For about a year now you could not turn around on the internet without hearing some bombastic statement about Ghostbusters: The Video Game. “It has the original cast, even Bill Murray!” “It has a script by Harold Ramis and Dan Aykroyd!” “It’s officially cannon, it’s going to be basically a third movie!”
If reading isn’t your bag (you play video games, of course it isn’t. Zing! I’m kidding, I do too, no hatemail, please.) here’s the one line review: nothing could live up to the expectations spurred on by the above statements, and the game doesn’t.
According to most critics the game is a tepid success. The general critical consensus seems to be “it’s good not great” and that it will “please fans of the original film.” A couple of weeks have passed since the game’s release and I have finally had a bit of time to sit down with it. I was encouraged by the critical response. I wasn’t expecting the game to be any kind of masterpiece, but I hoped for a fun, long-overdue return of the characters I grew up loving, and it sounded like that’s what I was getting. In the end I have mixed feelings, very mixed.
Let’s get the good stuff out of the way so I can begin unfairly trashing the things I hated about this otherwise decent game that suffered from the impossible expectations trumped up by its publisher (see, I’m softening already).
The mechanics of actually busting ghosts is great. You strap on your proton pack and it has the same manic out-of-control feeling it has in the movies. You toss out a trap and it sucks in weakened ghosts, you even have walk over and pick it up, just like the movies.
The voice-work is surprisingly solid all around, and there is a lot of it. Aykroyd, Ramis, Hudson, even Annie Potts give it their all. Murray does not, but at least he’s in the game for its entirety. When I first heard about his involvement, I figured they would have to find a dues ex machina to get the notoriously hard to wrangle actor out of the plot for a good portion of the game. No, he’s with you every step of the way, hurling witticisms that, while a bit sleepy sounding, are one of the few bright points of the game. If you’ve ever wanted to hear Bill Murray order you around for 7 hours: then this game is for you.
The plot is just a poor excuse to string together retreads of jokes and locations form the first film (thankfully, they spared us the dancing Statue of Liberty). For example: you will hear approximately five permutations of Egon’s “Twinkie” joke. You will also fight Slimer in the Hotel Ballroom, the Librarian in the NY Public Library, and the Stay-Puft Marshmallow man in Times Square (which is quite obviously NOT Times Square in 1991…when the game is supposed to take place. It is a real testament to the overall sloppiness of the developer that the art department couldn’t be bothered to Google a picture of Times Square in the early 90s for crying out loud!).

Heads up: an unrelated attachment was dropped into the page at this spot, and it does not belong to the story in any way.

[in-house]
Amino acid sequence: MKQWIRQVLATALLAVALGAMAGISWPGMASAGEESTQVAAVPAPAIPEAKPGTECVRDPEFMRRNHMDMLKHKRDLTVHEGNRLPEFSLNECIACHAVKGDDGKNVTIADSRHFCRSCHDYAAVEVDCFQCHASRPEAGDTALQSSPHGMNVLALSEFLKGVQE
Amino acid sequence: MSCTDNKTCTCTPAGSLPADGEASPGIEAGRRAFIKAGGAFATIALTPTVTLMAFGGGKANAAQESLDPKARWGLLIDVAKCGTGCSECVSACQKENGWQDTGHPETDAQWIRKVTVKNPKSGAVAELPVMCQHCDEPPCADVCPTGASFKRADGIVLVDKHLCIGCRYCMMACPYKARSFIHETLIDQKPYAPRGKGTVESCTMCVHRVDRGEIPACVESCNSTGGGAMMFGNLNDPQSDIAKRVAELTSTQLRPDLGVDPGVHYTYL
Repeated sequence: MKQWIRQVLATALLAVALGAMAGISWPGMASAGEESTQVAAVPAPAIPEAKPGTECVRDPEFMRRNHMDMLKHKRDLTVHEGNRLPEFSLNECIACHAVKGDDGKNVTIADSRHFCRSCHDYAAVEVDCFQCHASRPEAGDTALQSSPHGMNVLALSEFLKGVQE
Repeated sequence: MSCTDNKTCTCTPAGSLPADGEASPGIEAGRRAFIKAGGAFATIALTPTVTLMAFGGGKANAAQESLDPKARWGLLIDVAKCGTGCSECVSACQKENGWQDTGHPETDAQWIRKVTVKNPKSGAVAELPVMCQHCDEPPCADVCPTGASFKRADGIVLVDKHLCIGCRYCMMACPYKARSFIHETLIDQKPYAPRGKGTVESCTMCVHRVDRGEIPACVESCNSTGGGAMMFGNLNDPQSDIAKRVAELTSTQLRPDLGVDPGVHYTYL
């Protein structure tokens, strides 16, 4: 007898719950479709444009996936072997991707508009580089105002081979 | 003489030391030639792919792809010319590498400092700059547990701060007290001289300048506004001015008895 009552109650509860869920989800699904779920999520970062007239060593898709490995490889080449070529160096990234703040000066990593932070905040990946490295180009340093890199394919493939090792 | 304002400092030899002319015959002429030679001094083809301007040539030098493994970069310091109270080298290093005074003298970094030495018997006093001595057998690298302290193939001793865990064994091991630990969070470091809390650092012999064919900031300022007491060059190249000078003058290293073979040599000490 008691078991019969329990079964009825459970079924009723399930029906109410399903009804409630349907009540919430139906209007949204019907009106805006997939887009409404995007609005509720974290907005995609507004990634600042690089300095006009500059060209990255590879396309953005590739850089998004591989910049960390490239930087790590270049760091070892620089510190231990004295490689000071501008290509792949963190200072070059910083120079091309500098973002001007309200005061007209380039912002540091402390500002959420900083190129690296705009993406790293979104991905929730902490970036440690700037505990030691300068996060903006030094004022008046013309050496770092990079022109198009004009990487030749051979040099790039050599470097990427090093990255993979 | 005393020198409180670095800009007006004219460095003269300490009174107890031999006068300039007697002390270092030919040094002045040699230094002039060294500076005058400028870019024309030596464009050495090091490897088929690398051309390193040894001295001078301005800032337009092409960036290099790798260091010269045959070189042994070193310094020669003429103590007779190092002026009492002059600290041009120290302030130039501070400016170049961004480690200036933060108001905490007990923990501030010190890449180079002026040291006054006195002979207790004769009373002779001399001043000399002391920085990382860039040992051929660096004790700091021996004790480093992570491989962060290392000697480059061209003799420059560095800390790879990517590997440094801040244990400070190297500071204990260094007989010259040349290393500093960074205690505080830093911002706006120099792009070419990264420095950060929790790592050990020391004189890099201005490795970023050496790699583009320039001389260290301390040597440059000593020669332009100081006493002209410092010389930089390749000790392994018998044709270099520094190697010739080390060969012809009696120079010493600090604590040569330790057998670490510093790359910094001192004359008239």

The main problem of the game is that as a “third movie” the plot and dialogue are iffy at best, and as a video game it is shockingly light on actually game. Most of your time is spent walking around liner hallways waiting for the rest of the Ghostbusters to catch-up and trigger some kind of event. You catch whatever ghosts pop up and then you wait around for another 10 minutes listening to aforementioned lackluster dialogue. It’s not a movie. It’s not a game. It’s just $60 dollars worth of mediocre filler. The only attempt to make the game challenging is by having enemies that occasionally knock you down and momentarily take control away from you. It doesn’t make the game hard, just annoying. The amount of time you spend running around reviving the rest of your brain-dead team is equal to the amount of time you spend BUSTING GHOSTS!
The game is a chore. There are isolated moments of genuine Ghostbusters-magic, but they don’t makeup for the game’s shortcomings, or its price point.
I’m not giving up on the boys, I feel that the game was made with the best of intentions on Ramis and Aykroyd’s part. The scaffolding for a great game is here. Maybe there will be a sequel with all the bugs ironed out, or—better yet—maybe they will finally make that third movie Aykroyd has been talking up for the last decade. Hey Dan: I’m ready to believe you.